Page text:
All data is taken from the Bureau of Labor Statistics’ 2022 report, accessed December 2023.


What degree do I need to become a healthcare social worker?

Like any other branch of social work, to become a healthcare social worker one must hold a Master of Social Work degree. You do not need to attend any additional programs to start on a healthcare social work track, but you may be able to specialize your studies by choosing healthcare-related electives. Your field work internship can also be invaluable in setting your career goals in motion, and it is highly recommended to choose an opportunity in the healthcare social work field to complete your hours.

Do I need to become an LCSW in order to work in a medical clinic?

No. In the social work field, Licensed Clinical Social Workers are professionals who are certified to perform counseling and therapeutic services, which are known as “clinical practice.” Confusingly for healthcare social workers, this does not necessarily mean social workers who work in clinics. Counselors and therapists can be employed by non-clinical organizations (such as schools and community centers), while social workers who do not practice counseling can be employed in medical clinics. If you are on the healthcare social work track, you should pursue LCSW licensing only if you intend to work as a therapist or counselor for those undergoing medical treatment. Otherwise, you will be able to take the roles you want with only a Licensed Master of Social Work (LMSW) license.

Where do healthcare social workers work?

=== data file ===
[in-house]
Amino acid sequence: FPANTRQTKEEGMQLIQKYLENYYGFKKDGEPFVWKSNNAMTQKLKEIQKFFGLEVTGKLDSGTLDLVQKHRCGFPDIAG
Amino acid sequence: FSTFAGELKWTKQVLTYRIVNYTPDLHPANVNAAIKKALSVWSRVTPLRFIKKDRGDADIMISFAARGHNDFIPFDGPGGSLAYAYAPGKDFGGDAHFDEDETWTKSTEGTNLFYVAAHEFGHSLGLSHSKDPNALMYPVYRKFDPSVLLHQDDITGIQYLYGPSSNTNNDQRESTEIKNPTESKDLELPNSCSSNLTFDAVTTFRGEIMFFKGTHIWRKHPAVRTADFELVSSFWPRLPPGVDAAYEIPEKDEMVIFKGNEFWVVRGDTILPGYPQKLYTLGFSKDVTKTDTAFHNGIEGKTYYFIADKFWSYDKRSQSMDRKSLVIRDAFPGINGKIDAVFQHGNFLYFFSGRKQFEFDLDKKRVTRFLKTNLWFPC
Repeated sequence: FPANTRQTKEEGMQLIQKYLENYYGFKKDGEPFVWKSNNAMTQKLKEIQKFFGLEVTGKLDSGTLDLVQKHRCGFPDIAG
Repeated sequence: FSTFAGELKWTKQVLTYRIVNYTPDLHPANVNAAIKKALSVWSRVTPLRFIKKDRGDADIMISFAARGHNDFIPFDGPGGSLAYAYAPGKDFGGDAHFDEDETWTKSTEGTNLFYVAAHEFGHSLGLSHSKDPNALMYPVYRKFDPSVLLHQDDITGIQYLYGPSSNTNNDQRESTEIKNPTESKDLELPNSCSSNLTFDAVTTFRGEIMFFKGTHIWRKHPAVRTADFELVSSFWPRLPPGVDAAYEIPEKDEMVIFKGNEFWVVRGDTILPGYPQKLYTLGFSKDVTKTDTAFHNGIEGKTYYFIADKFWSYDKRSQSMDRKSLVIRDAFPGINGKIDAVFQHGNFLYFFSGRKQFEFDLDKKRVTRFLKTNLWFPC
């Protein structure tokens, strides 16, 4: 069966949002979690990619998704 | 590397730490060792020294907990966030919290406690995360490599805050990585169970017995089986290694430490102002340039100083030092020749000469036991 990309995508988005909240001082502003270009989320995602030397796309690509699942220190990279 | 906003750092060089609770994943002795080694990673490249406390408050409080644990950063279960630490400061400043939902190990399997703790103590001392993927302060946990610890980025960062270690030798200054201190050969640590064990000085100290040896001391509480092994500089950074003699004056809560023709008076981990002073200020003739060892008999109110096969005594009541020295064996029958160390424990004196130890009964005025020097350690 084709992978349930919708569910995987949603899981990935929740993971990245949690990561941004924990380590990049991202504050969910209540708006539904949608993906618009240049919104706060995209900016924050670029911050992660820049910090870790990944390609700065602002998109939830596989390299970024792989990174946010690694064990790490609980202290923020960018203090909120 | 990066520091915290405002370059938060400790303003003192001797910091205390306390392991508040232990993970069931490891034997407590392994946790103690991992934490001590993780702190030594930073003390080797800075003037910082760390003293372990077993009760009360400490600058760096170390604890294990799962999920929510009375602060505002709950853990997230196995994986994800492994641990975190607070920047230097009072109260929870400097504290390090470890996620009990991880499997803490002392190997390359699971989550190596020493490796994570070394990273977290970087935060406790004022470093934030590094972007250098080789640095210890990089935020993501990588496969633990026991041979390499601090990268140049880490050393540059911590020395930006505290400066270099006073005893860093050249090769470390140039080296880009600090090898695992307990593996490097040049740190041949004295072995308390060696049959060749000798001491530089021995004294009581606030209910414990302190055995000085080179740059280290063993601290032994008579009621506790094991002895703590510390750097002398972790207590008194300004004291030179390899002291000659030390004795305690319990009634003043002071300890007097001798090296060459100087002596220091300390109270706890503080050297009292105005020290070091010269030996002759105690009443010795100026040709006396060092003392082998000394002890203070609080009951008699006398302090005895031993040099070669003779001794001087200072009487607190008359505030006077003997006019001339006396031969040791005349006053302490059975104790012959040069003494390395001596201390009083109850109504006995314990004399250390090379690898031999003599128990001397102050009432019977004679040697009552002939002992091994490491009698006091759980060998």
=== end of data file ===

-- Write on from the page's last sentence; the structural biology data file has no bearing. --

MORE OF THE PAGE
Healthcare social workers can work in a variety of settings, including hospitals and medical centers, clinics, community health centers, in-home practices, schools, and more.

What’s the difference between a healthcare social worker and a nurse?

Though they frequently work together, healthcare social workers and nurses have distinctly different roles that involve completely different forms of training. Nurses are trained to handle many medical procedures, acting as primary medical caregivers for patients with long-term health concerns (serious issues are of course referred to doctors). In order to perform these roles, they must complete nursing graduate programs, which are entirely different from MSW programs. Healthcare social workers, meanwhile, take responsibility for the other ramifications of health issues, from mental health and emotional needs to financial hardships, housing concerns, childcare needs, and more.

Can any social worker become a healthcare social worker?

Yes, though you may need specialized training if you don’t focus on healthcare-related social work while in your MSW program. This is because the healthcare field involves unique responsibilities and work environments that may differ dramatically from those of non-healthcare social workers. Because of this, it’s advised to think seriously about your intended focus area in the first year of your graduate program so that you can make the most of your field work opportunity and get relevant experience at the outset of your career.